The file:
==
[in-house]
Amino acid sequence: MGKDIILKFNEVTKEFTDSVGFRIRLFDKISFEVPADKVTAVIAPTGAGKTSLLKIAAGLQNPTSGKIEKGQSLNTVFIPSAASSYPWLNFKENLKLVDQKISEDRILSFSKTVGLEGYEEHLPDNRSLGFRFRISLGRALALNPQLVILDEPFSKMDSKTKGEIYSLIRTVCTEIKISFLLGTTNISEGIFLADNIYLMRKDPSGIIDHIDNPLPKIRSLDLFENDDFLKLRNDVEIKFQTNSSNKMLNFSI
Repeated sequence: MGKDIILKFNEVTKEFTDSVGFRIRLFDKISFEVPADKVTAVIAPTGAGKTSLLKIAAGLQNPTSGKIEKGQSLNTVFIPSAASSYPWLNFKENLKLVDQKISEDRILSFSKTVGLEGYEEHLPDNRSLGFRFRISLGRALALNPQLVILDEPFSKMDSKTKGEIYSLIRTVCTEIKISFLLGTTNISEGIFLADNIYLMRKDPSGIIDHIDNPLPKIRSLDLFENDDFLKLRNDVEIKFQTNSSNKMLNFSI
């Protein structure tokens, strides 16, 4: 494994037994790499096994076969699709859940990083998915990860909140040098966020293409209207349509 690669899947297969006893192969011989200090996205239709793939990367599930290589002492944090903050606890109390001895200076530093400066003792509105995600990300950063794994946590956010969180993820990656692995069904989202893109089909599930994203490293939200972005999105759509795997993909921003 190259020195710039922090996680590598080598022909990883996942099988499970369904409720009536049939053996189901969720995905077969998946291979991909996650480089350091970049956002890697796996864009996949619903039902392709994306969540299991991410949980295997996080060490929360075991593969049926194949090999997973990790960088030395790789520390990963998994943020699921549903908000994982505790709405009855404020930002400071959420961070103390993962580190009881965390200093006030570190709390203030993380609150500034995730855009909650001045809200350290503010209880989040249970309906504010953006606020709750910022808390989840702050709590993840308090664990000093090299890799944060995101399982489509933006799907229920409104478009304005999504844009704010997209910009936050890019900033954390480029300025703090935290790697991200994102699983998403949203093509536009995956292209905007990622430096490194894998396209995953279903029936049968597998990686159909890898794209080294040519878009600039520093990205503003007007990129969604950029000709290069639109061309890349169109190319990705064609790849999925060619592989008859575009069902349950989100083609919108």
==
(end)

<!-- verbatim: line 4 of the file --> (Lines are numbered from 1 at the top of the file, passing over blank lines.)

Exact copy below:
């Protein structure tokens, strides 16, 4: 494994037994790499096994076969699709859940990083998915990860909140040098966020293409209207349509 690669899947297969006893192969011989200090996205239709793939990367599930290589002492944090903050606890109390001895200076530093400066003792509105995600990300950063794994946590956010969180993820990656692995069904989202893109089909599930994203490293939200972005999105759509795997993909921003 190259020195710039922090996680590598080598022909990883996942099988499970369904409720009536049939053996189901969720995905077969998946291979991909996650480089350091970049956002890697796996864009996949619903039902392709994306969540299991991410949980295997996080060490929360075991593969049926194949090999997973990790960088030395790789520390990963998994943020699921549903908000994982505790709405009855404020930002400071959420961070103390993962580190009881965390200093006030570190709390203030993380609150500034995730855009909650001045809200350290503010209880989040249970309906504010953006606020709750910022808390989840702050709590993840308090664990000093090299890799944060995101399982489509933006799907229920409104478009304005999504844009704010997209910009936050890019900033954390480029300025703090935290790697991200994102699983998403949203093509536009995956292209905007990622430096490194894998396209995953279903029936049968597998990686159909890898794209080294040519878009600039520093990205503003007007990129969604950029000709290069639109061309890349169109190319990705064609790849999925060619592989008859575009069902349950989100083609919108």